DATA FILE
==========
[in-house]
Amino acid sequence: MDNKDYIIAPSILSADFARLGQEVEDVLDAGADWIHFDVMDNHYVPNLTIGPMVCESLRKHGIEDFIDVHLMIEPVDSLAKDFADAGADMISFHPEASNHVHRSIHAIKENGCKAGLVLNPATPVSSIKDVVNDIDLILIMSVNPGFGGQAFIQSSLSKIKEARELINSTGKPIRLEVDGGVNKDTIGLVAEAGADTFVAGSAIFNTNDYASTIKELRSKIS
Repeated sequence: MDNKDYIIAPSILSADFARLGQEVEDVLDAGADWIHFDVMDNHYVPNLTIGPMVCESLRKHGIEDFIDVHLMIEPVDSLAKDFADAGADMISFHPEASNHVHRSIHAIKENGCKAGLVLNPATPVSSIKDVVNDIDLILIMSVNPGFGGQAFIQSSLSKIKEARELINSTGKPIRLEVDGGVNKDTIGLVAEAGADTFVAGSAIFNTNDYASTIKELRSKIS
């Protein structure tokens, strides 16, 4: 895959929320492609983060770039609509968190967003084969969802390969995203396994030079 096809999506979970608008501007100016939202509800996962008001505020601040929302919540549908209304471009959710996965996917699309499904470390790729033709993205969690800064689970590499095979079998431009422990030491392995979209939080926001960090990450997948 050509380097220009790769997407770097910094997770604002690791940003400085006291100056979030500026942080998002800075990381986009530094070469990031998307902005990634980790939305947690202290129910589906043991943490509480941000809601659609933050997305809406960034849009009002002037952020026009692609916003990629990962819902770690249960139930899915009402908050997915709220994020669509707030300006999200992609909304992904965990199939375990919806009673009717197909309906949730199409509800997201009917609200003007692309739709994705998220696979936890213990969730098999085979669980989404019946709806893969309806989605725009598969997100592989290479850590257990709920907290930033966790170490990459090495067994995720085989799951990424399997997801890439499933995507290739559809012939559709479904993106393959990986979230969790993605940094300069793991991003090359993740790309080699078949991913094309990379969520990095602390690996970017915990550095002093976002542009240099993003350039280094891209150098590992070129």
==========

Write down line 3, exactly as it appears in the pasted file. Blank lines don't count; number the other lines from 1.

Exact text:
Repeated sequence: MDNKDYIIAPSILSADFARLGQEVEDVLDAGADWIHFDVMDNHYVPNLTIGPMVCESLRKHGIEDFIDVHLMIEPVDSLAKDFADAGADMISFHPEASNHVHRSIHAIKENGCKAGLVLNPATPVSSIKDVVNDIDLILIMSVNPGFGGQAFIQSSLSKIKEARELINSTGKPIRLEVDGGVNKDTIGLVAEAGADTFVAGSAIFNTNDYASTIKELRSKIS